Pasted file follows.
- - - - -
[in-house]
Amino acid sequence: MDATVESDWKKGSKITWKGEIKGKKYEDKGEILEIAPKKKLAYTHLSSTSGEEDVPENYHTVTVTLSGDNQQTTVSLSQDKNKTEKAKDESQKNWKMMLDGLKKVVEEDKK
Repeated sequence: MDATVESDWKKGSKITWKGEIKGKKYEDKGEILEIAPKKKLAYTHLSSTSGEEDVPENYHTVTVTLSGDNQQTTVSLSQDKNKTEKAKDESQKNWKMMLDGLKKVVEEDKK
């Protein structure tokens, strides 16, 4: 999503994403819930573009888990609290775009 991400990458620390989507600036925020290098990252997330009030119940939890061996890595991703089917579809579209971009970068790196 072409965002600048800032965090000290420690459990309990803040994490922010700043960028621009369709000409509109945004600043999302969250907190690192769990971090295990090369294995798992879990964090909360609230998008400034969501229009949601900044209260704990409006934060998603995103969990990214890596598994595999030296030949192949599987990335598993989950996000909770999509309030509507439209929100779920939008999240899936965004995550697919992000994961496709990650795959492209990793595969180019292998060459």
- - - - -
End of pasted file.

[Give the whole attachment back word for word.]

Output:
[in-house]
Amino acid sequence: MDATVESDWKKGSKITWKGEIKGKKYEDKGEILEIAPKKKLAYTHLSSTSGEEDVPENYHTVTVTLSGDNQQTTVSLSQDKNKTEKAKDESQKNWKMMLDGLKKVVEEDKK
Repeated sequence: MDATVESDWKKGSKITWKGEIKGKKYEDKGEILEIAPKKKLAYTHLSSTSGEEDVPENYHTVTVTLSGDNQQTTVSLSQDKNKTEKAKDESQKNWKMMLDGLKKVVEEDKK
């Protein structure tokens, strides 16, 4: 999503994403819930573009888990609290775009 991400990458620390989507600036925020290098990252997330009030119940939890061996890595991703089917579809579209971009970068790196 072409965002600048800032965090000290420690459990309990803040994490922010700043960028621009369709000409509109945004600043999302969250907190690192769990971090295990090369294995798992879990964090909360609230998008400034969501229009949601900044209260704990409006934060998603995103969990990214890596598994595999030296030949192949599987990335598993989950996000909770999509309030509507439209929100779920939008999240899936965004995550697919992000994961496709990650795959492209990793595969180019292998060459």